Are they dangerous?

Silvereyes are not dangerous birds. However, they flock to orchards and vineyards when their natural food sources are running short, where they can be a nuisance.

Would they make a good pet?

These small-sized birds have been observed to be quite friendly and but they are wild birds so they don't make great pets!

Did you know...

The Maori name of the silvereye is tauhou which translates to 'stranger' or 'new arrival'!

Silvereyes were observed in 1832 for the first time in New Zealand and they are classified as a native species here due to the fact that there is no proof of artificial introduction!

How do you attract silvereyes?

To attract these birds, silvereyes must have a clear and safe way to fly to your garden. There must be tall native trees present, or bushes and soft shrubs. Shrubs provide shelter and food for these birds. Silvereyes are attracted to native grasses mixed in with plants as they can forage for insects easily in them.

What's special about silvereyes?

The white-colored ring encircling each eye is what makes these birds stand out. They are renowned for these silvereye feathers which are their characteristic feature.

Here at Kidadl, we have carefully created lots of interesting family-friendly animal facts for everyone to discover! Learn more about some other birds from our common waxbill surprising facts and canyon towhee interesting facts.

You can even occupy yourself at home by coloring in one of our free printable bird coloring pages.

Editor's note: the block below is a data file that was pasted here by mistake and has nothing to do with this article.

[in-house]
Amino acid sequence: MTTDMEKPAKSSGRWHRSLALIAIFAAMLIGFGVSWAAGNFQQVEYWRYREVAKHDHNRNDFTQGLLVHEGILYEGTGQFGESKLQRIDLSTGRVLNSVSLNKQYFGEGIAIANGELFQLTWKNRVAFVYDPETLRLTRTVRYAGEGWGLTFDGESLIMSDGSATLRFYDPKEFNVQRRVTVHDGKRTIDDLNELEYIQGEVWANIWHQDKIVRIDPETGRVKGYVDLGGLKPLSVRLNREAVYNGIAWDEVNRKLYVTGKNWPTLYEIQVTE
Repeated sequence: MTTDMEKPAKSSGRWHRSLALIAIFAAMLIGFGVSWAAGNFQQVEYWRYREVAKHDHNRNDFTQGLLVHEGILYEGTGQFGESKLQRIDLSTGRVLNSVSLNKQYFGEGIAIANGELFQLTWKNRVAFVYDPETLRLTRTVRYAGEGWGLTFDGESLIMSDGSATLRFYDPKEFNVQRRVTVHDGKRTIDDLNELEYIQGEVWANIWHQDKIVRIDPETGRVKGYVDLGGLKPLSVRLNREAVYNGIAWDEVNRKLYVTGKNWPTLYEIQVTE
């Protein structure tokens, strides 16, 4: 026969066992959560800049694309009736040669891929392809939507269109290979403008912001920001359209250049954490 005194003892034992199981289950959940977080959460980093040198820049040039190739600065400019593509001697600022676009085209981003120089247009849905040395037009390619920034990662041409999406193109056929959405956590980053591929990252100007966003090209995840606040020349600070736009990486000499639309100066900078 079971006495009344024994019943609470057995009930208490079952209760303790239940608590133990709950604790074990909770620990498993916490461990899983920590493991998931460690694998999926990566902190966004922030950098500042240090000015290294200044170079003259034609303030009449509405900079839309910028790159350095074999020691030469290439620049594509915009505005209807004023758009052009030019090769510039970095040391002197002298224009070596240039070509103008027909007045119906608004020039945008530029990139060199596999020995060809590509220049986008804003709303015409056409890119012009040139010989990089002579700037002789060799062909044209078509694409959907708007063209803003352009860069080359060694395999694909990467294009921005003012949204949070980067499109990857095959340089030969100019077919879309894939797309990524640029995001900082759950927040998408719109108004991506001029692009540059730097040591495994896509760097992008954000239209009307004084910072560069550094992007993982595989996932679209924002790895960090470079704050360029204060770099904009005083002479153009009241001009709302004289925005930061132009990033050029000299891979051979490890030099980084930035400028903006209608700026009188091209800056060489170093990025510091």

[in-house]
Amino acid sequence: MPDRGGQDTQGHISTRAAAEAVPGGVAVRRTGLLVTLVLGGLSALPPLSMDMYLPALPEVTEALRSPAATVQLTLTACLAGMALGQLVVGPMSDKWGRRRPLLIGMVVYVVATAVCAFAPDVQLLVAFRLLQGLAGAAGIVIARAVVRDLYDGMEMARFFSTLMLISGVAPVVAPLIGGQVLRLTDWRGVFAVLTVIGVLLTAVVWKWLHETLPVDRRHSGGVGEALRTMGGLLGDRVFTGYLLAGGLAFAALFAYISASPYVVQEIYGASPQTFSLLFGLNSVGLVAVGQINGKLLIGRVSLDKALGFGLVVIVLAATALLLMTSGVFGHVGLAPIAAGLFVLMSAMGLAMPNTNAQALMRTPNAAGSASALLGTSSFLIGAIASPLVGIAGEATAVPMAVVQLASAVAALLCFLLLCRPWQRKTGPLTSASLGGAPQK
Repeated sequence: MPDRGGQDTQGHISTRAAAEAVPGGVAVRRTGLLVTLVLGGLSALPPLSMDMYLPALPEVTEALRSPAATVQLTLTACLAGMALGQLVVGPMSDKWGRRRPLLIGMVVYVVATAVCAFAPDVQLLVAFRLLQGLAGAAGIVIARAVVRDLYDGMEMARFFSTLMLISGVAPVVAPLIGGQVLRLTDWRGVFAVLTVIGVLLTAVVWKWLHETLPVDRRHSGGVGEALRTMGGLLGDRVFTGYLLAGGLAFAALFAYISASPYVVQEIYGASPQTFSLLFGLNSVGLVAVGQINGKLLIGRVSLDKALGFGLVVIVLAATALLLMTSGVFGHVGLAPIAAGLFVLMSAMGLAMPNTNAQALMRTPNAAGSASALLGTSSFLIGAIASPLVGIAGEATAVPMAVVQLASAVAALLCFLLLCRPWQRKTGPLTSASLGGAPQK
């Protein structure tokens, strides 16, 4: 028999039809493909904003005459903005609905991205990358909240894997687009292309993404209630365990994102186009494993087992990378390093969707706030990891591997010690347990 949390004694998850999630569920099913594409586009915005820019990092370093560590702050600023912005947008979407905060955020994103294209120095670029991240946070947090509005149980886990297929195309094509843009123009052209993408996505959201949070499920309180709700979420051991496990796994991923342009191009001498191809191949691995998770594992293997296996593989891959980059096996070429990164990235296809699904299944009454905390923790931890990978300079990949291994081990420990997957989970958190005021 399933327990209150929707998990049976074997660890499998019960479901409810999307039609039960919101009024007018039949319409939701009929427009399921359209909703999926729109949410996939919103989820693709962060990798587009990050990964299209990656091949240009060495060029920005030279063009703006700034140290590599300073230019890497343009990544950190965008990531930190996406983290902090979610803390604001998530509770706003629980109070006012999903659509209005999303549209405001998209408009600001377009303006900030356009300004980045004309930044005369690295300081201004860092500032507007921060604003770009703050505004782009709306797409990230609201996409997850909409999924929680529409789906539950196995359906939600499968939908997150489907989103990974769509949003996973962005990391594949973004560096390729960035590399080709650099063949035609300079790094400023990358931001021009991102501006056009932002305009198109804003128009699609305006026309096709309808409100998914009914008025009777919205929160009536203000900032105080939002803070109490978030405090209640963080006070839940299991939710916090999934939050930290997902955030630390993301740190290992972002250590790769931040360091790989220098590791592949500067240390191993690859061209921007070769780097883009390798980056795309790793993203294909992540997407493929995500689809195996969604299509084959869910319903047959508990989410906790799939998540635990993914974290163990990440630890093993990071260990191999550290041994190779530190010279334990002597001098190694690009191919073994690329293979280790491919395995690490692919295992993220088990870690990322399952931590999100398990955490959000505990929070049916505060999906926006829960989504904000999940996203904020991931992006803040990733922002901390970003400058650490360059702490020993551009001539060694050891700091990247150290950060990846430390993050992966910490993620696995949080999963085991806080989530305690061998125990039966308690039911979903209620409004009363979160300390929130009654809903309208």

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Written by Rhea Nischal

Bachelor of Business Administration specializing in Management

Rhea Nischal picture

Rhea NischalBachelor of Business Administration specializing in Management

A background in Business Administration and Management from MCM DAV College, Rhea has led her to work for her father's global business. However, her passion for content production, where she manages operations to ensure all processes run smoothly. Outside of work, she enjoys playing the piano and spending time with her one-year-old nephew.

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Fact-checked by Gowri Rao

Bachelor of Arts specializing in Economics

Gowri Rao picture

Gowri RaoBachelor of Arts specializing in Economics

With a bachelor's degree in Economics from Krea University, Gowri is a highly skilled data analyst and an expert in regression and causation modeling. Her interests in economic trends, finance, and investment research complement her professional expertise. In addition to her professional pursuits, Gowri enjoys swimming, running, and playing the drums, and she is also a talented tutor.